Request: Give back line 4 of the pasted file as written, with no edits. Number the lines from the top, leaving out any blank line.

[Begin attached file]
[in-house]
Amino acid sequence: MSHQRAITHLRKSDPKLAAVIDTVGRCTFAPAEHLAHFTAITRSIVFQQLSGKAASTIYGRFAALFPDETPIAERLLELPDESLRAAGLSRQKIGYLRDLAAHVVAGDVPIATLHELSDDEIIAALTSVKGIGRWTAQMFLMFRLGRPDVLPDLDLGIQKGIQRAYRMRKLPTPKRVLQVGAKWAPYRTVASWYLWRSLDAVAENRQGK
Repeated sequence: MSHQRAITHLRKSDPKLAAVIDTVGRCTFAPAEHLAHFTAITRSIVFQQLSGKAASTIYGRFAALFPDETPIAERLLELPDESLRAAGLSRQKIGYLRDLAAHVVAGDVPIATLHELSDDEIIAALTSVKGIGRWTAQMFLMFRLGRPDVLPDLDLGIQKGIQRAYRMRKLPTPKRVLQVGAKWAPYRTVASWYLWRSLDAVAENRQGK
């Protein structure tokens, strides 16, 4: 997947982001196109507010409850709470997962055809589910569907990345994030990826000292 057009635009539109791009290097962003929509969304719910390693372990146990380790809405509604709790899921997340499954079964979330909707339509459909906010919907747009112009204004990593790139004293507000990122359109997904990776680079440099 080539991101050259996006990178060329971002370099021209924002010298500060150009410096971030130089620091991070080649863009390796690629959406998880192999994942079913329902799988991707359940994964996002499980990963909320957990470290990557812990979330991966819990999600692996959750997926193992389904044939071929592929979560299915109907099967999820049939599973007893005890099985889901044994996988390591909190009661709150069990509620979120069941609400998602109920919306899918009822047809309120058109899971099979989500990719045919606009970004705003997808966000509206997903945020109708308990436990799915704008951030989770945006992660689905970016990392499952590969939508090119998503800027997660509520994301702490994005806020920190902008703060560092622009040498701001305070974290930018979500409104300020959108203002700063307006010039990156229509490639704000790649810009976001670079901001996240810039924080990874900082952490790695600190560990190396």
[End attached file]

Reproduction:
């Protein structure tokens, strides 16, 4: 997947982001196109507010409850709470997962055809589910569907990345994030990826000292 057009635009539109791009290097962003929509969304719910390693372990146990380790809405509604709790899921997340499954079964979330909707339509459909906010919907747009112009204004990593790139004293507000990122359109997904990776680079440099 080539991101050259996006990178060329971002370099021209924002010298500060150009410096971030130089620091991070080649863009390796690629959406998880192999994942079913329902799988991707359940994964996002499980990963909320957990470290990557812990979330991966819990999600692996959750997926193992389904044939071929592929979560299915109907099967999820049939599973007893005890099985889901044994996988390591909190009661709150069990509620979120069941609400998602109920919306899918009822047809309120058109899971099979989500990719045919606009970004705003997808966000509206997903945020109708308990436990799915704008951030989770945006992660689905970016990392499952590969939508090119998503800027997660509520994301702490994005806020920190902008703060560092622009040498701001305070974290930018979500409104300020959108203002700063307006010039990156229509490639704000790649810009976001670079901001996240810039924080990874900082952490790695600190560990190396």